# Implementing a “Siamese” Neural Network with Mariana 1.0

## Implementing a “Siamese” Neural Network with Mariana 1.0

Mariana was previously introduced in this blog by Geneviève in her May post Machine learning in life science.

The Mariana codebase is currently standing on github at the third release candidate before the launch of the stable 1.0 release. This new version incorporates a large refactorization effort as well as many new features (a complete list of the changes found in the 1.0 version can be found in the changelog). I am taking this opportunity to present here a small tutorial on extending the functionalities of Mariana 1.0.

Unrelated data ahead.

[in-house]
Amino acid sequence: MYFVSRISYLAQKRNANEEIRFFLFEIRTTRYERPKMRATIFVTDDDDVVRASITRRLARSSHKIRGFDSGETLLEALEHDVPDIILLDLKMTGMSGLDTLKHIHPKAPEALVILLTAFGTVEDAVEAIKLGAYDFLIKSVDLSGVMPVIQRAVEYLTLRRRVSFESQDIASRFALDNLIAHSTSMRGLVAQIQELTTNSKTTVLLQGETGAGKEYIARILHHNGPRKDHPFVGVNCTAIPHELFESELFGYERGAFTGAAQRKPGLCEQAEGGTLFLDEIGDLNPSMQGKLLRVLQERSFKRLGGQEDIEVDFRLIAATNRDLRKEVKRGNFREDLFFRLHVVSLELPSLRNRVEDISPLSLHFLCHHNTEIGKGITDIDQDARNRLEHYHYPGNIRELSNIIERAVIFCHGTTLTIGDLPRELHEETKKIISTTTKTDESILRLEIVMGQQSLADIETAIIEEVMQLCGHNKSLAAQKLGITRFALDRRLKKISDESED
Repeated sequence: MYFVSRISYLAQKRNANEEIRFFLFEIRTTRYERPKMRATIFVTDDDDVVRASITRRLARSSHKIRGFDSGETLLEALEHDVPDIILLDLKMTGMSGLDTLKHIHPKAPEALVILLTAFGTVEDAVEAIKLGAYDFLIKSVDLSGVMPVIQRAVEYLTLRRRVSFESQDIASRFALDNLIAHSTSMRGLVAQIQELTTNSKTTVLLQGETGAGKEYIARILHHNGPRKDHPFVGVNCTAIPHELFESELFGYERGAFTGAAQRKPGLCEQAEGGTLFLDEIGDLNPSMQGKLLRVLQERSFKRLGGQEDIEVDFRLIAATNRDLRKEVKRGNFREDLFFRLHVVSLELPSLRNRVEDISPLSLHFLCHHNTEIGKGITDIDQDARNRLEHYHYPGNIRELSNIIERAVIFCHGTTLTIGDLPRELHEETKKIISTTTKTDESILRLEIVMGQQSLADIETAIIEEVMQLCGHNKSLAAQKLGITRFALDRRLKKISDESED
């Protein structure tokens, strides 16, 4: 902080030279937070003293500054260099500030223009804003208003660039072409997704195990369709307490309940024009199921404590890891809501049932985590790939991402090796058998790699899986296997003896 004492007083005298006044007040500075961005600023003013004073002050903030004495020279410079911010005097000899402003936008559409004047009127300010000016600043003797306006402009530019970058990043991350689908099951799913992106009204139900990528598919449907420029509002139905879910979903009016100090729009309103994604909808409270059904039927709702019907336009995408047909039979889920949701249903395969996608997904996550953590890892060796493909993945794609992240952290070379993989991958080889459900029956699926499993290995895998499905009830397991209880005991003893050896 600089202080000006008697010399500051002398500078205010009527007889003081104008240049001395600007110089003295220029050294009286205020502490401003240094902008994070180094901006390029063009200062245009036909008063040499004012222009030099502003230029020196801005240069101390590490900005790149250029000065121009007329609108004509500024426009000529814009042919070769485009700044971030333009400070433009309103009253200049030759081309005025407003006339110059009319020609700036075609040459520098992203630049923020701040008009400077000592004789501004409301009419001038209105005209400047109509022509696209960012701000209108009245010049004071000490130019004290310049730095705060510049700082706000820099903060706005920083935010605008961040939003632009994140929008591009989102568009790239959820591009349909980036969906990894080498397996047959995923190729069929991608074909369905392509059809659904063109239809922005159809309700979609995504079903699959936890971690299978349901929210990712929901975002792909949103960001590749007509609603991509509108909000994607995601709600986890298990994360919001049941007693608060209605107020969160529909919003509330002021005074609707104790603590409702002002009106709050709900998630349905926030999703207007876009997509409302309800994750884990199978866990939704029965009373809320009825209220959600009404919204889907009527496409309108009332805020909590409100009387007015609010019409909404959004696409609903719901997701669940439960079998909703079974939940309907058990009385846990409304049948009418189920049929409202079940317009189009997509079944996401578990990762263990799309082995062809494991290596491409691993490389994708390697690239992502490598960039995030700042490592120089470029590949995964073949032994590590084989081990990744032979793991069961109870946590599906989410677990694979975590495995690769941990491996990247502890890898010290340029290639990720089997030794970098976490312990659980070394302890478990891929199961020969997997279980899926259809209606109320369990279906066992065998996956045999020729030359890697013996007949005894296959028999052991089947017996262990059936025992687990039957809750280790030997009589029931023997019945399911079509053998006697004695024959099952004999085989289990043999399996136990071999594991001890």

### Implementing a “Siamese” Neural Network

The Mariana documentation is ripe with use cases for the various networks already implemented within Mariana, but what about functionalities that aren’t yet implemented? Extending Mariana can be done with minimal effort. Let’s take the “Siamese” network described in Signature Verification using a “Siamese” Time Delay Neural Network as example [1].

In this example, the network attempts to identify forged signatures. When faced with a pair of signatures, the network attempts to identify if both signatures are genuine or if one of the signatures is a forgery. To do so, the network is composed of two parallel feed-forward networks with tied weights. The cosine similarity measure of the output of both network is used as the distance measure between both inputs. A threshold is selected to determine whether the pair is composed of both genuine or genuine and forged signatures.